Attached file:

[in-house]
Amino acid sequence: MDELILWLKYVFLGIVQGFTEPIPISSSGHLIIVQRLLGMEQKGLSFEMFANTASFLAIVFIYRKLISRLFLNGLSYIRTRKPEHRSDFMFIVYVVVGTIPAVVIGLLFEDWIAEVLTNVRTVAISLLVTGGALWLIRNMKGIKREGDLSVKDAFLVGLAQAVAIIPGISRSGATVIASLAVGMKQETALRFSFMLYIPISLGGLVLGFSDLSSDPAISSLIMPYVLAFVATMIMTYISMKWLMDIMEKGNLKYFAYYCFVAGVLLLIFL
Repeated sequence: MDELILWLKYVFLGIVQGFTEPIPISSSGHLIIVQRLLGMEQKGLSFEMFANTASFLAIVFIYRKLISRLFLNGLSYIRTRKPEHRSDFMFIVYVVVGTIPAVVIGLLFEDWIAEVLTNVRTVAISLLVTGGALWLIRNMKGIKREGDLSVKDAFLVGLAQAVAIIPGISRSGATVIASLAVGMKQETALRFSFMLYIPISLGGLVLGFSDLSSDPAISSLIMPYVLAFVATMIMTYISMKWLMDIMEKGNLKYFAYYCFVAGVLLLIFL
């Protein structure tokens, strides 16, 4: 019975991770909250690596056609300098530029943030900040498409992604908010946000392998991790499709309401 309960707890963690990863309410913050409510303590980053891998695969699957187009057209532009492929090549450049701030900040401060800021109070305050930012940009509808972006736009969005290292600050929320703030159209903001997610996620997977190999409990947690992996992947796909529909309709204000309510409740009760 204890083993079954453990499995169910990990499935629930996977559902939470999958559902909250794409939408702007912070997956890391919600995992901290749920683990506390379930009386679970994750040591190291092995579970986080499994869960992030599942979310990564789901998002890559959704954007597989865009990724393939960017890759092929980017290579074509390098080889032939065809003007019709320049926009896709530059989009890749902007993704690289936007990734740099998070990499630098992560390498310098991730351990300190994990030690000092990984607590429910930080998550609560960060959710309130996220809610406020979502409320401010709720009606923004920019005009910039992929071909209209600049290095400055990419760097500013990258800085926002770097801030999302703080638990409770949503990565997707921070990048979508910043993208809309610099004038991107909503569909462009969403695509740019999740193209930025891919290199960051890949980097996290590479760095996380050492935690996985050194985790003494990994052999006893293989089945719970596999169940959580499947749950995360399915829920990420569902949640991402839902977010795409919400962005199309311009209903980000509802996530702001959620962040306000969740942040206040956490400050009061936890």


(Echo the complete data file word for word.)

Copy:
[in-house]
Amino acid sequence: MDELILWLKYVFLGIVQGFTEPIPISSSGHLIIVQRLLGMEQKGLSFEMFANTASFLAIVFIYRKLISRLFLNGLSYIRTRKPEHRSDFMFIVYVVVGTIPAVVIGLLFEDWIAEVLTNVRTVAISLLVTGGALWLIRNMKGIKREGDLSVKDAFLVGLAQAVAIIPGISRSGATVIASLAVGMKQETALRFSFMLYIPISLGGLVLGFSDLSSDPAISSLIMPYVLAFVATMIMTYISMKWLMDIMEKGNLKYFAYYCFVAGVLLLIFL
Repeated sequence: MDELILWLKYVFLGIVQGFTEPIPISSSGHLIIVQRLLGMEQKGLSFEMFANTASFLAIVFIYRKLISRLFLNGLSYIRTRKPEHRSDFMFIVYVVVGTIPAVVIGLLFEDWIAEVLTNVRTVAISLLVTGGALWLIRNMKGIKREGDLSVKDAFLVGLAQAVAIIPGISRSGATVIASLAVGMKQETALRFSFMLYIPISLGGLVLGFSDLSSDPAISSLIMPYVLAFVATMIMTYISMKWLMDIMEKGNLKYFAYYCFVAGVLLLIFL
């Protein structure tokens, strides 16, 4: 019975991770909250690596056609300098530029943030900040498409992604908010946000392998991790499709309401 309960707890963690990863309410913050409510303590980053891998695969699957187009057209532009492929090549450049701030900040401060800021109070305050930012940009509808972006736009969005290292600050929320703030159209903001997610996620997977190999409990947690992996992947796909529909309709204000309510409740009760 204890083993079954453990499995169910990990499935629930996977559902939470999958559902909250794409939408702007912070997956890391919600995992901290749920683990506390379930009386679970994750040591190291092995579970986080499994869960992030599942979310990564789901998002890559959704954007597989865009990724393939960017890759092929980017290579074509390098080889032939065809003007019709320049926009896709530059989009890749902007993704690289936007990734740099998070990499630098992560390498310098991730351990300190994990030690000092990984607590429910930080998550609560960060959710309130996220809610406020979502409320401010709720009606923004920019005009910039992929071909209209600049290095400055990419760097500013990258800085926002770097801030999302703080638990409770949503990565997707921070990048979508910043993208809309610099004038991107909503569909462009969403695509740019999740193209930025891919290199960051890949980097996290590479760095996380050492935690996985050194985790003494990994052999006893293989089945719970596999169940959580499947749950995360399915829920990420569902949640991402839902977010795409919400962005199309311009209903980000509802996530702001959620962040306000969740942040206040956490400050009061936890």